‘Fish Where the Fish Are’
I am in complete agreement with your Our Serve on “Catching More Players” in the November/December issue. As tennis professionals and providers, it is one of our duties to grow the game, and while national initiatives are great, it is the local level that will have the greatest impact on the sustained growth of the sport.
I recently spoke at the USPTA Middle States Conference on “Working With Large Groups and Growing The Game” and my focus was similar to the idea of “fishing where the fish are.” As an avid fisherman, I know that even though my line is in the water, I will not catch any fish if there aren’t any nearby.
At the club where I work, Birchwood Tennis Club in Clarks Summit, Pa., we have successfully run programs targeting large groups and brought more players into tennis. Perhaps one of the largest groups is high school tennis players. In Pennsylvania, we estimate, conservatively, that over 25,000 play fall or spring high school tennis. As we know, many put their racquets down when the season ends. In addition, every one of those players has family, friends and neighbors who watch and support them and just might want to play themselves if given the opportunity. That’s a lot of fish!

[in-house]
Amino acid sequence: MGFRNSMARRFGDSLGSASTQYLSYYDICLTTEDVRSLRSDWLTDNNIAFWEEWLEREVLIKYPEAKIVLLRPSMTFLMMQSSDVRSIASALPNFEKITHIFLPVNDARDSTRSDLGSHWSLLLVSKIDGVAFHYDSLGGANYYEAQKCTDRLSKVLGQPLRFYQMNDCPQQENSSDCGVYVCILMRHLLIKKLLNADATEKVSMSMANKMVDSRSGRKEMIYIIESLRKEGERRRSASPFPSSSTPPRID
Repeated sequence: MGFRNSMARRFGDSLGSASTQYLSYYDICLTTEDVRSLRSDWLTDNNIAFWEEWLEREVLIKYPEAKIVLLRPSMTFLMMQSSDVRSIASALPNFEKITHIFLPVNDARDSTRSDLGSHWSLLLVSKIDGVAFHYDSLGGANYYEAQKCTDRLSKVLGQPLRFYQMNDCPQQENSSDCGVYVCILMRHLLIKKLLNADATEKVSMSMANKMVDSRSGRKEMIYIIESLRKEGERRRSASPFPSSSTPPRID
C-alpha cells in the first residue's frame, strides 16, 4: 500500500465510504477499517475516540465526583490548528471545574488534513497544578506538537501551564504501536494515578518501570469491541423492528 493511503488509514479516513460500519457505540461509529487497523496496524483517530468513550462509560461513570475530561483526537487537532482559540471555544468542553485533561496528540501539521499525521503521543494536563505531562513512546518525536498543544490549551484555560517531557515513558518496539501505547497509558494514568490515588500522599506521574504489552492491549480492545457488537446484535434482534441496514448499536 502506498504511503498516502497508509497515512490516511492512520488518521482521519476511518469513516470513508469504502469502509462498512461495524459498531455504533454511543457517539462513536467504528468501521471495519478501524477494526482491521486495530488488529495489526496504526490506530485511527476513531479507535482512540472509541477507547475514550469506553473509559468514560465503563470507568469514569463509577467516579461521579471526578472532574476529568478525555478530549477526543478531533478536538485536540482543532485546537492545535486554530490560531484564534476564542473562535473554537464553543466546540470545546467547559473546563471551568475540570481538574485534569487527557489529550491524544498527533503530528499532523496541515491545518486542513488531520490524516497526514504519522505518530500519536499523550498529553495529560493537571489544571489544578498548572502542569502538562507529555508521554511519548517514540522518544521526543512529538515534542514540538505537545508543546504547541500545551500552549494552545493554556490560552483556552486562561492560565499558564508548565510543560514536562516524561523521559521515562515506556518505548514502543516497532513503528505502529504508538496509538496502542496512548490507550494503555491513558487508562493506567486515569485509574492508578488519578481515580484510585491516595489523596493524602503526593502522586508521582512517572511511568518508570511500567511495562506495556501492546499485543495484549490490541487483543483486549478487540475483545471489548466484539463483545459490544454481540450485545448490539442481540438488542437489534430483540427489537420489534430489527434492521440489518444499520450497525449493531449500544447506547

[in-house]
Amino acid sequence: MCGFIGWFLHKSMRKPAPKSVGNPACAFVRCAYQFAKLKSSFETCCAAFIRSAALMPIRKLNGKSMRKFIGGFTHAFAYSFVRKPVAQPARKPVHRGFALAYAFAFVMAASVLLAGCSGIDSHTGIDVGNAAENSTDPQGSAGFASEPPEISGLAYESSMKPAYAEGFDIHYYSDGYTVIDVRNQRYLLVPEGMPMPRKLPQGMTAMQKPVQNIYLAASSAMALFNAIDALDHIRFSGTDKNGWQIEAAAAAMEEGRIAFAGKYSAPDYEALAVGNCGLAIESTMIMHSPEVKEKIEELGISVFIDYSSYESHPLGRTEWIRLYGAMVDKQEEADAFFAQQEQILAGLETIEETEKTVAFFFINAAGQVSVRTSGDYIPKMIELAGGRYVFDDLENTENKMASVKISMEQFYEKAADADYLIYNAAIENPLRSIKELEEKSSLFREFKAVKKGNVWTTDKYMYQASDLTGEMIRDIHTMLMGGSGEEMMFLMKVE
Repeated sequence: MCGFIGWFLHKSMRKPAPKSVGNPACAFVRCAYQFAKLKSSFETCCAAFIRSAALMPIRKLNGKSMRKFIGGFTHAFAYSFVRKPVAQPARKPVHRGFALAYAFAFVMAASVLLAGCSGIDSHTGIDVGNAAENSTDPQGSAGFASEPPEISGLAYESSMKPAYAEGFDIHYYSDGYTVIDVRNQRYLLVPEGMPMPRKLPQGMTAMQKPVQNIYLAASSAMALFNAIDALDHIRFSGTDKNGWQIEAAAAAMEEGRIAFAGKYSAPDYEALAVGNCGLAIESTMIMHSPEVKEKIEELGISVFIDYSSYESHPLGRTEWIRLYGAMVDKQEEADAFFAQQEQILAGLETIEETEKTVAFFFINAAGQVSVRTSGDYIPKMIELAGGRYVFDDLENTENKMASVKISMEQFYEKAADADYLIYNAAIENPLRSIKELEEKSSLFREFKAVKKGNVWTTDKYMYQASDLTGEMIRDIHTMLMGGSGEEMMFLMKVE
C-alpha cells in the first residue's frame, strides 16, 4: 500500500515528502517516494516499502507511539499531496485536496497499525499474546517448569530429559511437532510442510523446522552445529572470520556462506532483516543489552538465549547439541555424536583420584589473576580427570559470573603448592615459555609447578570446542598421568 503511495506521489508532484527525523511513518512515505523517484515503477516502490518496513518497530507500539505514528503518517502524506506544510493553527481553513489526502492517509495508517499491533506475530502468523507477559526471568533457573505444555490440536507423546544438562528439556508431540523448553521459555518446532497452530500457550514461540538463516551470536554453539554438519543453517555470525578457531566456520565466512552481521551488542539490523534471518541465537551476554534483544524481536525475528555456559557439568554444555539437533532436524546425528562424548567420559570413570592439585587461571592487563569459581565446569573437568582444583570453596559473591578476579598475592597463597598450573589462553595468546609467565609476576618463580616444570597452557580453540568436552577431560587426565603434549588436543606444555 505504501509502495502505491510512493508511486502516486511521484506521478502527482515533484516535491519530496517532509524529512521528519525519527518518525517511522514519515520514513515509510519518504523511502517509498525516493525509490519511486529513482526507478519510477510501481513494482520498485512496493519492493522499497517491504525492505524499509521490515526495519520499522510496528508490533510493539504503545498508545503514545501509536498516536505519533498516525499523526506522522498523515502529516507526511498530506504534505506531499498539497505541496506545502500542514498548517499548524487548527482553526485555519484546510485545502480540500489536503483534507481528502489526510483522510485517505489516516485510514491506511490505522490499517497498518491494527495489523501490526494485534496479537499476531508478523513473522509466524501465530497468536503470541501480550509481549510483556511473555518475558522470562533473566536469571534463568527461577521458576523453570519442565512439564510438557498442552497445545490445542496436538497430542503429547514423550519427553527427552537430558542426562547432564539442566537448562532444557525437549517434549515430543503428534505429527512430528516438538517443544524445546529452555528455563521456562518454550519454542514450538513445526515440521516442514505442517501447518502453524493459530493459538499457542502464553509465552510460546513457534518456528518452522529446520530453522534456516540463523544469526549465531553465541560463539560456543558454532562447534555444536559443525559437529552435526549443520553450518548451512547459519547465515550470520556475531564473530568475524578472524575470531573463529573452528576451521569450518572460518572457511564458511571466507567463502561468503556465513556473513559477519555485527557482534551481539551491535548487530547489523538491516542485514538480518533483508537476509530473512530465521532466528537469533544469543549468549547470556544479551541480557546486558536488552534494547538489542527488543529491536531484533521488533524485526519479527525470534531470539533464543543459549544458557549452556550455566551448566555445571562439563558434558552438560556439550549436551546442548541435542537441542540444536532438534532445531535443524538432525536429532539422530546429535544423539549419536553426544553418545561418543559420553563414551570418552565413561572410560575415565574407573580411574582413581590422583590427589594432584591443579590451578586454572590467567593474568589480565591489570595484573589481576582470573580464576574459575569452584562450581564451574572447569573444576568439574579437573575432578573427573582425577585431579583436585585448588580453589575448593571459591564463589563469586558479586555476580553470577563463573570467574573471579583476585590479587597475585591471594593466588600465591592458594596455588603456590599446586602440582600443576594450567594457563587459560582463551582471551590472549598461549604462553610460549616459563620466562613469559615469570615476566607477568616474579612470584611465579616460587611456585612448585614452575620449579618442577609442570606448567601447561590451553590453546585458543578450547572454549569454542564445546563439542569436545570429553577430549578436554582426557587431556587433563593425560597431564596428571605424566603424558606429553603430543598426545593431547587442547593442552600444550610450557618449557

During the cold winter months, in between the boys’ and girls’ seasons, we run a series of low-cost clinics for high school players and we recruit high school coaches to volunteer as well. Instead of focusing on the top players, we target the rest of the team. It is fun, social and the kids improve their tennis. After these clinics we offer Junior Team Tennis, camps, clinics and Play Days to keep them playing!
My 8-year-old daughter is involved in Girl Scouts and we did a tennis clinic for her troop as a fun activity and a badge. I registered it as a USTA Play Day, had 60 girls that first year, and the event grew. Soon other local troops wanted to participate. The idea has become so popular that the head of the local chapter asked me to move the date outside of cookie season so that even more could participate.
Catching more players is not that difficult if you know where to look. Thanks for the great article.
Tim Haus, USPTA
Birchwood Tennis Club
Clarks Summit, Pa.
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